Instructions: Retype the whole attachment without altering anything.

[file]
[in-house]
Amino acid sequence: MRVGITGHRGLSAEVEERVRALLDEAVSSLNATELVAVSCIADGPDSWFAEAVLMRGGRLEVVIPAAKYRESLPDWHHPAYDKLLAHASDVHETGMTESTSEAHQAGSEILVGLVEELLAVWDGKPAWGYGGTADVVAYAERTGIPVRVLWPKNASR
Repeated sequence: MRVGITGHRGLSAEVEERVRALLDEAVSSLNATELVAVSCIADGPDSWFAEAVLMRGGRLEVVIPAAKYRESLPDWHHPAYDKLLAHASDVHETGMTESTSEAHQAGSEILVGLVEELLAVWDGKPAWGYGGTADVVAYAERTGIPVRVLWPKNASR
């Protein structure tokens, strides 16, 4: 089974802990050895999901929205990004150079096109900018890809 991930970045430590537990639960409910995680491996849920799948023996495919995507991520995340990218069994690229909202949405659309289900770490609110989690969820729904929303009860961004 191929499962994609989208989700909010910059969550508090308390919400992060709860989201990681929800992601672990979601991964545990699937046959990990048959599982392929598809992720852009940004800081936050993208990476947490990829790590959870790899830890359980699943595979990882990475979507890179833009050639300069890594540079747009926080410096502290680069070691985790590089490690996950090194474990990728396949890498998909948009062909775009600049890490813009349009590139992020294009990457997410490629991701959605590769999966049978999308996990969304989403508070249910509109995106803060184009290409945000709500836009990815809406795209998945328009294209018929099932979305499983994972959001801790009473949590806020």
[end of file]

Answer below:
[in-house]
Amino acid sequence: MRVGITGHRGLSAEVEERVRALLDEAVSSLNATELVAVSCIADGPDSWFAEAVLMRGGRLEVVIPAAKYRESLPDWHHPAYDKLLAHASDVHETGMTESTSEAHQAGSEILVGLVEELLAVWDGKPAWGYGGTADVVAYAERTGIPVRVLWPKNASR
Repeated sequence: MRVGITGHRGLSAEVEERVRALLDEAVSSLNATELVAVSCIADGPDSWFAEAVLMRGGRLEVVIPAAKYRESLPDWHHPAYDKLLAHASDVHETGMTESTSEAHQAGSEILVGLVEELLAVWDGKPAWGYGGTADVVAYAERTGIPVRVLWPKNASR
């Protein structure tokens, strides 16, 4: 089974802990050895999901929205990004150079096109900018890809 991930970045430590537990639960409910995680491996849920799948023996495919995507991520995340990218069994690229909202949405659309289900770490609110989690969820729904929303009860961004 191929499962994609989208989700909010910059969550508090308390919400992060709860989201990681929800992601672990979601991964545990699937046959990990048959599982392929598809992720852009940004800081936050993208990476947490990829790590959870790899830890359980699943595979990882990475979507890179833009050639300069890594540079747009926080410096502290680069070691985790590089490690996950090194474990990728396949890498998909948009062909775009600049890490813009349009590139992020294009990457997410490629991701959605590769999966049978999308996990969304989403508070249910509109995106803060184009290409945000709500836009990815809406795209998945328009294209018929099932979305499983994972959001801790009473949590806020």